Early voting starts today in Clark County. Citizens who want to get their civic duty over with but are concerned they don’t have enough information should wait until Sunday, when the Review-Journal publishes its biennial general election voter guide.
Voters are often seen carrying marked-up copies of the special section to the polls with their sample ballot. They do this because the section has the information they need to cast informed votes in line with their political perspectives. The voter guide includes the candidates’ positions on the issues of the day, along with their political and professional experience. The section also details the functions of each public office, what the position pays and the physical boundaries of each district.
Don’t know who your representatives are or which Assembly district you reside in? You will if you read our voter guide, a collaboration of almost every journalist on the Review-Journal staff.
In addition, Sunday’s Viewpoints section will feature a recap of the endorsements of the Review-Journal editorial page. Over the past two months, our editorial board has made recommendations in every contested major county race, based on personal interviews with most of the candidates. Sunday’s editorials will feature the last of our endorsements, on local and statewide ballot questions. We provide and defend our opinions to help shape yours, whether you agree or disagree.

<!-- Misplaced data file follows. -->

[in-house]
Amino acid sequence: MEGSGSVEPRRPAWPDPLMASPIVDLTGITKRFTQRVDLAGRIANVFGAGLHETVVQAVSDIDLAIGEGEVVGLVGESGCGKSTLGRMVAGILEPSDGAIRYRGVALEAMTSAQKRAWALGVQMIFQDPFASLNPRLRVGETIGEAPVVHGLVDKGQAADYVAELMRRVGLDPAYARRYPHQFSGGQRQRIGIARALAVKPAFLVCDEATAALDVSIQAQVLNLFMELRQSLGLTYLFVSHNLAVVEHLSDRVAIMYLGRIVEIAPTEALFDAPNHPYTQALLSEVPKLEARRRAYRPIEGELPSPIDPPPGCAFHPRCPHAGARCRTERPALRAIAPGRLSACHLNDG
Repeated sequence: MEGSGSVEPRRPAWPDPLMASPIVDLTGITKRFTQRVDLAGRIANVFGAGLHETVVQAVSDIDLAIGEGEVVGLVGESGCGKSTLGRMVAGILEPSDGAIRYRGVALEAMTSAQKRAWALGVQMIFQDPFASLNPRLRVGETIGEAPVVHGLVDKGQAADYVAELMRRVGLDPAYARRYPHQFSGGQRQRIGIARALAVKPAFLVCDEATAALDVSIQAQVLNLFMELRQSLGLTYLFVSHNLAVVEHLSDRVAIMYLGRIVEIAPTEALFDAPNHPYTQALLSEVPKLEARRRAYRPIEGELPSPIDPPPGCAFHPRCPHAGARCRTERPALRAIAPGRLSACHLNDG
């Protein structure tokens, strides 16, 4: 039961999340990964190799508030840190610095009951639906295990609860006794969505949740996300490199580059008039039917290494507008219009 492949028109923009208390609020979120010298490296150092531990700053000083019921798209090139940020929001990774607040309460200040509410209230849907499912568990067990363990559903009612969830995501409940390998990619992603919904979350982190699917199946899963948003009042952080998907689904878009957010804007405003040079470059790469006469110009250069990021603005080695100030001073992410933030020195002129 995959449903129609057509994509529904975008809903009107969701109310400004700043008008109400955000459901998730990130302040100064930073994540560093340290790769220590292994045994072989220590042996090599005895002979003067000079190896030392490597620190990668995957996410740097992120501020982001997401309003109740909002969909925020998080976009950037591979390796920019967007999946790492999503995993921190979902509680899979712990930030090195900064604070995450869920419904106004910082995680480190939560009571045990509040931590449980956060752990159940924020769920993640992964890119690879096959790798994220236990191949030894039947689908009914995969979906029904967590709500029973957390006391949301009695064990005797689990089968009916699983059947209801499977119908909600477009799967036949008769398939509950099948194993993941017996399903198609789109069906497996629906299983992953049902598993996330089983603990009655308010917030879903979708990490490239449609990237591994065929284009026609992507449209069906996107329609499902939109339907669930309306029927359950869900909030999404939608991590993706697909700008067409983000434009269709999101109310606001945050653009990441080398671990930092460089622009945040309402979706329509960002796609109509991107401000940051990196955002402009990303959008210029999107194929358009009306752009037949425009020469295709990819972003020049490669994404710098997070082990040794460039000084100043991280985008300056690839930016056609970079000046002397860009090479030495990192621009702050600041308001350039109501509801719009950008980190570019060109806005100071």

The Nov. 6 general election ballot is a huge one, and not just because of the tight presidential race between Barack Obama and Mitt Romney. There’s also a close U.S. Senate race between Rep. Shelley Berkley and Sen. Dean Heller, two tight congressional campaigns and a handful of legislative races that will decide which party controls Carson City.
The Review-Journal takes its Fourth Estate responsibilities seriously. Its pages aim to inform voters on the state of their communities year-round, not just at election time, so they have the information they need to confront problems and improve their lives.
Your vote is important. Make use of Sunday’s voter guide and endorsement recap so you can cast an informed ballot. Visit our website at www.lvrj.com/politics, and click on MEET THE CANDIDATES for additional information, including video recordings of candidate speeches. And if after reading Sunday’s newspaper you still aren’t sure about how to vote in a particular race, leave that race blank on your ballot. Don’t cancel out an informed vote with an uninformed one.